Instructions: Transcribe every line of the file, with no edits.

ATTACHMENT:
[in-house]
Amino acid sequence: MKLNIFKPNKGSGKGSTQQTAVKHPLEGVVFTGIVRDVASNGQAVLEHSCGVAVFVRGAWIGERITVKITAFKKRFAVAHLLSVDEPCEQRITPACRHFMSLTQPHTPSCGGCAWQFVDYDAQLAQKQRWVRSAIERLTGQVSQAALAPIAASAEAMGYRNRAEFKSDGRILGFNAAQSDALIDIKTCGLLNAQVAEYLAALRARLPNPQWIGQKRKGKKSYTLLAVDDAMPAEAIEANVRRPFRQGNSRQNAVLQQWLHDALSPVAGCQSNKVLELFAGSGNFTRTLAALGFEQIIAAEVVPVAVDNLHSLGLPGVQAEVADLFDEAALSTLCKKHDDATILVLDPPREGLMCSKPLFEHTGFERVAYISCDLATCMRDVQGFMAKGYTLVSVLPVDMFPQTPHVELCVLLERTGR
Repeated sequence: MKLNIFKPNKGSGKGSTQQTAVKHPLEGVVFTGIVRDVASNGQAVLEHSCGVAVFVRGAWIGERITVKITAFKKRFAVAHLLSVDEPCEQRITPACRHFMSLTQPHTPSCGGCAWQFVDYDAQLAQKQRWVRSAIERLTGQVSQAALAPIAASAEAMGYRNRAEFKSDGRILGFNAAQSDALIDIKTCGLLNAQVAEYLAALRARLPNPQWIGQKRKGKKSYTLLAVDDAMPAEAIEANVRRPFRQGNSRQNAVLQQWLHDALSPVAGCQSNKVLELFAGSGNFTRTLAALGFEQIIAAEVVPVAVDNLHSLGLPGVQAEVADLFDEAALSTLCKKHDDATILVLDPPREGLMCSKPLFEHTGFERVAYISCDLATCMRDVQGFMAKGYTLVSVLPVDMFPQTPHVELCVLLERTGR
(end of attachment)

[in-house]
Amino acid sequence: MKLNIFKPNKGSGKGSTQQTAVKHPLEGVVFTGIVRDVASNGQAVLEHSCGVAVFVRGAWIGERITVKITAFKKRFAVAHLLSVDEPCEQRITPACRHFMSLTQPHTPSCGGCAWQFVDYDAQLAQKQRWVRSAIERLTGQVSQAALAPIAASAEAMGYRNRAEFKSDGRILGFNAAQSDALIDIKTCGLLNAQVAEYLAALRARLPNPQWIGQKRKGKKSYTLLAVDDAMPAEAIEANVRRPFRQGNSRQNAVLQQWLHDALSPVAGCQSNKVLELFAGSGNFTRTLAALGFEQIIAAEVVPVAVDNLHSLGLPGVQAEVADLFDEAALSTLCKKHDDATILVLDPPREGLMCSKPLFEHTGFERVAYISCDLATCMRDVQGFMAKGYTLVSVLPVDMFPQTPHVELCVLLERTGR
Repeated sequence: MKLNIFKPNKGSGKGSTQQTAVKHPLEGVVFTGIVRDVASNGQAVLEHSCGVAVFVRGAWIGERITVKITAFKKRFAVAHLLSVDEPCEQRITPACRHFMSLTQPHTPSCGGCAWQFVDYDAQLAQKQRWVRSAIERLTGQVSQAALAPIAASAEAMGYRNRAEFKSDGRILGFNAAQSDALIDIKTCGLLNAQVAEYLAALRARLPNPQWIGQKRKGKKSYTLLAVDDAMPAEAIEANVRRPFRQGNSRQNAVLQQWLHDALSPVAGCQSNKVLELFAGSGNFTRTLAALGFEQIIAAEVVPVAVDNLHSLGLPGVQAEVADLFDEAALSTLCKKHDDATILVLDPPREGLMCSKPLFEHTGFERVAYISCDLATCMRDVQGFMAKGYTLVSVLPVDMFPQTPHVELCVLLERTGR